When setting out to design the IICPS, the creators stipulated that it must satisfy a strict set of criteria:
This is not a stop-gap solution until some other design is developed. This is the solution—a symbol designed for permanent use by individual states, the federal government, and other nations.
ISO 3864-2 (11) requires that the standard warning sign include a black graphical symbol within the yellow triangle. ISO 3864-3 (12) specifies that the graphical symbol inside a warning symbol should:
For cannabis products, the only symbol that satisfies these criteria is a cannabis leaf. It is far and away the most familiar graphical symbol associated with cannabis. A joint, bong, or other paraphernalia, for example, would limit the scope of the symbol and require the consumer to make a logical jump from cannabis to paraphernalia that may be unfamiliar to many. An exclamation point cannot be included in the design, as alphanumeric characters and punctuation marks are forbidden in all consensus standard symbols, except for the generic warning sign with an exclamation point. Also, an exclamation point does not add to recognition of the symbol and would require that the cannabis leaf inside a warning triangle be reduced to an undesirably small size (see California’s cannabis product symbol in Figure 2).
The IICPS creators thus concluded that the cannabis leaf is the only suitable symbol to be placed within the warning triangle (Figure 3).
The size and shape of the leaf were carefully chosen to include several desirable characteristics:
Putting together the standard warning sign and the cannabis leaf, the International Intoxicating Cannabis Product Symbol was born (Figure 4). The design of the IICPS is fully compliant with ISO 3864 and ANSI Z535 (Figure 5).
Consistent with ISO 3864, the IICPS is designed to permit the use of text below the symbol, so alphanumeric or special characters may be placed under the symbol for supplemental information (Figure 6). This allows for uniformity in the symbol while meeting the varying needs of authorities having jurisdiction in the US and around the world. It also obviates any purported need for the inclusion of letters, numbers, or special characters inside the symbol itself.
A black and white version of the IICPS falls outside ISO and ANSI standards for warning signs, which mandate the use of “warning sign yellow” (Pantone 109) as a background color. Thus, it should be used only if color printing is impossible and black and white printing of the IICPS is permitted by the authority having jurisdiction (Figure 7).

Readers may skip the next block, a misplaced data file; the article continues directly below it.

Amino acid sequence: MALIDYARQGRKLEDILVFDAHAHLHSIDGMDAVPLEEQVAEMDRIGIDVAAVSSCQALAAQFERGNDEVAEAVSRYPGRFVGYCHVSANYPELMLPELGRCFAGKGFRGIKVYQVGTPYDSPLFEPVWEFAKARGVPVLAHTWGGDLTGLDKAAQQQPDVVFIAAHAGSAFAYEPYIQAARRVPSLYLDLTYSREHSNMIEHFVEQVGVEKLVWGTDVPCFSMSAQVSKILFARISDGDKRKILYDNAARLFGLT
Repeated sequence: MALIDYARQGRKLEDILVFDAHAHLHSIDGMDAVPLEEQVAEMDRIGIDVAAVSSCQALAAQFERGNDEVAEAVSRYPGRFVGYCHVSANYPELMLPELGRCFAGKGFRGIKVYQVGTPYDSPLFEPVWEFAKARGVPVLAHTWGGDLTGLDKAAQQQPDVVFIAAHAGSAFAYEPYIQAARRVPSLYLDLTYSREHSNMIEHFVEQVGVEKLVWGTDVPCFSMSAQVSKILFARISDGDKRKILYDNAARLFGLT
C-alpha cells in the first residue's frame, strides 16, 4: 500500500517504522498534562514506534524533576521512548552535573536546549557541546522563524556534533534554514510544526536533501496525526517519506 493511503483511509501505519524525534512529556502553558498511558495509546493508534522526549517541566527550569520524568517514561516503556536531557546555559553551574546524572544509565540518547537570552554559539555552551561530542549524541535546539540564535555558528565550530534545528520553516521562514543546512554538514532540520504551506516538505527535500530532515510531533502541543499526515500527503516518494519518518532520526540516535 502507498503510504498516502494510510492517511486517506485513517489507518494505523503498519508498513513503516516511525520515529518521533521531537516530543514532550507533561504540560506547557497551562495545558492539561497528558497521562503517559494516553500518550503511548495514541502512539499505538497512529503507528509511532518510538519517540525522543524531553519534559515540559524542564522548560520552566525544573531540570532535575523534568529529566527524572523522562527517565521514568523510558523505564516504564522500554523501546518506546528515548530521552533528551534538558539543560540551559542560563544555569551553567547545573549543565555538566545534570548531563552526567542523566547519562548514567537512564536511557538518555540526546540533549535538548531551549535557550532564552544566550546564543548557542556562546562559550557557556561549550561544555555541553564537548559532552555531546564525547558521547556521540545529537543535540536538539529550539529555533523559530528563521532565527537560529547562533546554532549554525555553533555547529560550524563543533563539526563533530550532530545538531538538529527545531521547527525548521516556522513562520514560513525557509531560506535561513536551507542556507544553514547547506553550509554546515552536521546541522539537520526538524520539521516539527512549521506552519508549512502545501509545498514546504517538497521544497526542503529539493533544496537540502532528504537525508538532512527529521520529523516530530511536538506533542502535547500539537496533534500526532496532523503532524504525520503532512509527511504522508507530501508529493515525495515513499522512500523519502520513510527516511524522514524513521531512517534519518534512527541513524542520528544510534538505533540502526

We present the IICPS to regulators with a simple message: This is not just the right choice as a universal symbol for cannabis products—it’s also the safe choice.
The IICPS is the only cannabis product symbol in the world that is on track to become a consensus standard (6). It is undergoing approval through the international standards development organization ASTM. The IICPS was unanimously approved by the working group developing a symbol for ASTM’s Committee D37 on Cannabis. The final step is the pending approval of ASTM WK75247—Specification for an International Symbol for Identifying Consumer Products Containing Intoxicating Cannabinoids by the full committee membership of more than 1000 stakeholders.
Typically, once one major standards development organization publishes a consensus standard, the others will support it unless there is a compelling reason to reject it. Regardless, the designers of the IICPS believe that if another standards development organization set out to create a universal symbol for cannabis products, existing precedents for warning signs and the ubiquity of the cannabis leaf as a representative graphical symbol would guide another organization to choose a design that is fundamentally indistinguishable from the IICPS.
When this symbol becomes the ASTM consensus standard, and cannabis is regulated at the national level, US federal regulators will likely be obligated to use the IICPS under the National Technology Transfer and Advancement Act of 1995 (NTTAA).
The authors invite cannabis stakeholders to support the IICPS by formally endorsing its use by states, the federal government, and other authorities having jurisdiction. Please contact email@example.com to discuss adding your organization’s name to the list of endorsing organizations.
To facilitate immediate adoption by regulators, the designers have published the symbol in multiple digital file formats (for example, PDF, EPS, SVG, and JPG) for distribution and use. The symbol will be available for use by regulators worldwide: on demand, in perpetuity, royalty-free, and at no cost.
Regulators may address any questions or requests for IICPS digital files to firstname.lastname@example.org.